Setting up a device on AVS

The next step was to register as a developer at Amazon, which Anderson did from Raspbian. You could use something like Ubuntu MATE, but with Raspbian, there’s a handy Alexa sample app, and “you’ll find more online help.”

Anderson chose Node.js with JavaScript to develop Alexa Skills. The platform also supports Java 8. In either case, the code runs in the cloud, and it runs as a remote procedure call instead of a VM, which makes things easier, said Anderson.

The first job was to download the Alexa Sample Application from the GitHub repo, which “brings down all the sources for audio, wake word, and client,” explained Anderson. The device then connects to Amazon AWS, so you can “pull down credentials.”

Within the cloud-based AVS service, you can click on Alexa and register the product type. “You give your device an ID and go to a security profile screen where they ask for a name and a description,” said Anderson. “I just entered ‘Pi Laptop.’”

Amazon then generates a series of credentials that you copy into your build environment. Along the way, Amazon asks if you want access to Amazon Music Services. If so, you need to fill out another form.

Every time you ask Alexa a question, AVS pings a separate security server for the credentials, which requires the use of redirect URLs. “In the security profile setup process, there’s an option that asks if you want to edit a redirect URL,” said Anderson. This stumped Anderson for a while until he realized it was “asking for the port number of the connection to Amazon.” He finally found the origin URL (https://localhost:3000) and the return URL (https://localhost:3000/authresponse) that does the authentication.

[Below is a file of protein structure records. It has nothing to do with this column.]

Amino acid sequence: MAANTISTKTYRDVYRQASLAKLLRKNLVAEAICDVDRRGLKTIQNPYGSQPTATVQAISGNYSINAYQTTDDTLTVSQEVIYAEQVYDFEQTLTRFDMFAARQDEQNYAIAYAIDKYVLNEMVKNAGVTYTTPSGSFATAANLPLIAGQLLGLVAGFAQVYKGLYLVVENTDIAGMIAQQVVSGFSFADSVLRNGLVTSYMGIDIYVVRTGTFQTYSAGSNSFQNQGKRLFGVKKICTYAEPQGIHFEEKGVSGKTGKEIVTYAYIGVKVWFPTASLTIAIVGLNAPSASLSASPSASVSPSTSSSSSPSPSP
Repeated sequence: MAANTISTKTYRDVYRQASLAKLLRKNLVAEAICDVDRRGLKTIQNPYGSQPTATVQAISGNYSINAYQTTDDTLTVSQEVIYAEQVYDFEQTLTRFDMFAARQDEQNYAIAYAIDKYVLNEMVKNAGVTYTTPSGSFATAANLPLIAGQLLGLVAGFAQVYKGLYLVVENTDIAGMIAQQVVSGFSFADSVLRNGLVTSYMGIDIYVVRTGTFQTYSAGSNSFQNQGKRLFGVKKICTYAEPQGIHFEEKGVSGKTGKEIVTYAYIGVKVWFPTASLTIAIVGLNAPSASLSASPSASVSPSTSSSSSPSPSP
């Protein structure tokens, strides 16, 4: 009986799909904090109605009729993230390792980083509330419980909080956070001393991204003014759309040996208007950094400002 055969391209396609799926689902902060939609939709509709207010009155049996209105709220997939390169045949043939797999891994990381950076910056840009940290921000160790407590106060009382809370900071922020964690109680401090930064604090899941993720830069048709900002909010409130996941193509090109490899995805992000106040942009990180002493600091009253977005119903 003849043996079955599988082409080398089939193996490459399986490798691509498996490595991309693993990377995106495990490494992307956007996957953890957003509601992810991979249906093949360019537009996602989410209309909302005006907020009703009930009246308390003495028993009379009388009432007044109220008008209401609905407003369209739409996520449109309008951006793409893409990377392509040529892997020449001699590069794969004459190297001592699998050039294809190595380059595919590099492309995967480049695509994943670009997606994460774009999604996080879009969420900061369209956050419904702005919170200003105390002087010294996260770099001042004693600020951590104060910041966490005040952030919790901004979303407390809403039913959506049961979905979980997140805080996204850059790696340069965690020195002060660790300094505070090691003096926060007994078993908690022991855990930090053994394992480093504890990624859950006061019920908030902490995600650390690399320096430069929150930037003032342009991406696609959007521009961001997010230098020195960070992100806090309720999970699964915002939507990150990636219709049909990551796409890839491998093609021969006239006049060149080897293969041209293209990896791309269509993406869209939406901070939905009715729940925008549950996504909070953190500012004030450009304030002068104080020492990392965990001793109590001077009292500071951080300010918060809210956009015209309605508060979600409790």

Once the software is configured and installed with secure credentials, you must load the services needed to get to AVS: the web service, sample app, and wake-word engine. Anderson explained how to go to alexa-avs-sample-app/samples directory and start the web service, and how to register and provision the device.

After more menus and prompts, you move to the next phase of initializing a wake word engine. Anderson used KITT.AI, which he said worked better for him than the alternative. After that came the process of setting up the WiFi and IP interfaces. Anderson did this with TightVNC Server along with Avahi daemons. He also explained how to set up new Skills in AWS, and addressed issues like when to choose between a public or private designation.

All these steps involved “a little bit of hacking, but they’re not that hard,” he said. “Once you’ve done all the admin stuff, the code is not complicated, especially with Node.js. The main problem I had was with Amazon’s frequent time-outs.”

Anderson noted that his Alexa enabled Pi-top sometimes responds to a word other than the wake-word. Choosing a good wake-word helps, but it really comes down to the microphone. “The Echo Dot has six different mics and provides a lot of extra audio processing,” he said. “What I really need is a steerable phase array of microphones with beam forming for echo cancellation. Maybe I’ll tell you about it at next year’s talk.”

Anderson plans to move forward on Alexa-enabling a robot, but he seems ambivalent about whether he will make much use of Alexa at home. The lack of security is the biggest issue, said Anderson, who at last year’s ELC conference gave a new presentation on embedded Linux security.

“The downside of these systems is that they’re always listening, waiting for that wake word, and they’re always connected to the cloud,” said Anderson. “It’s kind of cool, but being a security guy, it makes me kind of nervous. I leave it unplugged most of the time.”

Watch the complete presentation below: